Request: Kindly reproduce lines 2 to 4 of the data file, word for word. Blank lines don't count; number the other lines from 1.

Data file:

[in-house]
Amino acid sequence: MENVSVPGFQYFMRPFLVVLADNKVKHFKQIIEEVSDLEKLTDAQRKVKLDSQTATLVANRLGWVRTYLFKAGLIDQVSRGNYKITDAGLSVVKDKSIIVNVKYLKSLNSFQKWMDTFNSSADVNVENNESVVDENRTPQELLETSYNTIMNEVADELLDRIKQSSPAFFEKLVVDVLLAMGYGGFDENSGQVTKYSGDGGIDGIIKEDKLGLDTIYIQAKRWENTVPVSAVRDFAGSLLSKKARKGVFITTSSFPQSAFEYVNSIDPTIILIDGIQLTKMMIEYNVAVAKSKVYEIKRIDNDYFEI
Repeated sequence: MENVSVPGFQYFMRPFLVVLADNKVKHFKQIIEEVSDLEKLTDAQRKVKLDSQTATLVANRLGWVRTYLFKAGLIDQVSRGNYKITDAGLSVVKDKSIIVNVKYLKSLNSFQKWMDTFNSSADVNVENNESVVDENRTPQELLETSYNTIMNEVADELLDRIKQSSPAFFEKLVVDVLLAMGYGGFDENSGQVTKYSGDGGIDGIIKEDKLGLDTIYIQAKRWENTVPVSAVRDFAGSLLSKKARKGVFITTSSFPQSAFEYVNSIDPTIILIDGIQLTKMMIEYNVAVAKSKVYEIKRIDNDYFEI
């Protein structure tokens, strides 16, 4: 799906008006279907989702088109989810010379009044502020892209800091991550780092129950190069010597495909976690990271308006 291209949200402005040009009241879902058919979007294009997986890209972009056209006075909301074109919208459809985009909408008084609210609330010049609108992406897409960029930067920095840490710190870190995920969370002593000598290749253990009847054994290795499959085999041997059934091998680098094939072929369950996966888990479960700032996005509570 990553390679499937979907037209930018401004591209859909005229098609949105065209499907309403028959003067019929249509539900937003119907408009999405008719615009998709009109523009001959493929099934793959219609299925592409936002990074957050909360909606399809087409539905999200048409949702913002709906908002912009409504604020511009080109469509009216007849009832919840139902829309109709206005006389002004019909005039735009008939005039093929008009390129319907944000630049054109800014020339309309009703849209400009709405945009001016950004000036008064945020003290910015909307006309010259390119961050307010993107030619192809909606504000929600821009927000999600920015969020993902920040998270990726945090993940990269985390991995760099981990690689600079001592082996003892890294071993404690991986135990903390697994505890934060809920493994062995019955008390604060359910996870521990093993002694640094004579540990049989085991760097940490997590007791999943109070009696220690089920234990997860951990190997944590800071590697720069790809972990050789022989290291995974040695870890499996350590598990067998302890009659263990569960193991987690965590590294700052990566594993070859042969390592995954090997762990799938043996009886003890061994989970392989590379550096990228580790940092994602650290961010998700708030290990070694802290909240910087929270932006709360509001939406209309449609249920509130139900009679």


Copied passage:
Amino acid sequence: MENVSVPGFQYFMRPFLVVLADNKVKHFKQIIEEVSDLEKLTDAQRKVKLDSQTATLVANRLGWVRTYLFKAGLIDQVSRGNYKITDAGLSVVKDKSIIVNVKYLKSLNSFQKWMDTFNSSADVNVENNESVVDENRTPQELLETSYNTIMNEVADELLDRIKQSSPAFFEKLVVDVLLAMGYGGFDENSGQVTKYSGDGGIDGIIKEDKLGLDTIYIQAKRWENTVPVSAVRDFAGSLLSKKARKGVFITTSSFPQSAFEYVNSIDPTIILIDGIQLTKMMIEYNVAVAKSKVYEIKRIDNDYFEI
Repeated sequence: MENVSVPGFQYFMRPFLVVLADNKVKHFKQIIEEVSDLEKLTDAQRKVKLDSQTATLVANRLGWVRTYLFKAGLIDQVSRGNYKITDAGLSVVKDKSIIVNVKYLKSLNSFQKWMDTFNSSADVNVENNESVVDENRTPQELLETSYNTIMNEVADELLDRIKQSSPAFFEKLVVDVLLAMGYGGFDENSGQVTKYSGDGGIDGIIKEDKLGLDTIYIQAKRWENTVPVSAVRDFAGSLLSKKARKGVFITTSSFPQSAFEYVNSIDPTIILIDGIQLTKMMIEYNVAVAKSKVYEIKRIDNDYFEI
């Protein structure tokens, strides 16, 4: 799906008006279907989702088109989810010379009044502020892209800091991550780092129950190069010597495909976690990271308006 291209949200402005040009009241879902058919979007294009997986890209972009056209006075909301074109919208459809985009909408008084609210609330010049609108992406897409960029930067920095840490710190870190995920969370002593000598290749253990009847054994290795499959085999041997059934091998680098094939072929369950996966888990479960700032996005509570 990553390679499937979907037209930018401004591209859909005229098609949105065209499907309403028959003067019929249509539900937003119907408009999405008719615009998709009109523009001959493929099934793959219609299925592409936002990074957050909360909606399809087409539905999200048409949702913002709906908002912009409504604020511009080109469509009216007849009832919840139902829309109709206005006389002004019909005039735009008939005039093929008009390129319907944000630049054109800014020339309309009703849209400009709405945009001016950004000036008064945020003290910015909307006309010259390119961050307010993107030619192809909606504000929600821009927000999600920015969020993902920040998270990726945090993940990269985390991995760099981990690689600079001592082996003892890294071993404690991986135990903390697994505890934060809920493994062995019955008390604060359910996870521990093993002694640094004579540990049989085991760097940490997590007791999943109070009696220690089920234990997860951990190997944590800071590697720069790809972990050789022989290291995974040695870890499996350590598990067998302890009659263990569960193991987690965590590294700052990566594993070859042969390592995954090997762990799938043996009886003890061994989970392989590379550096990228580790940092994602650290961010998700708030290990070694802290909240910087929270932006709360509001939406209309449609249920509130139900009679």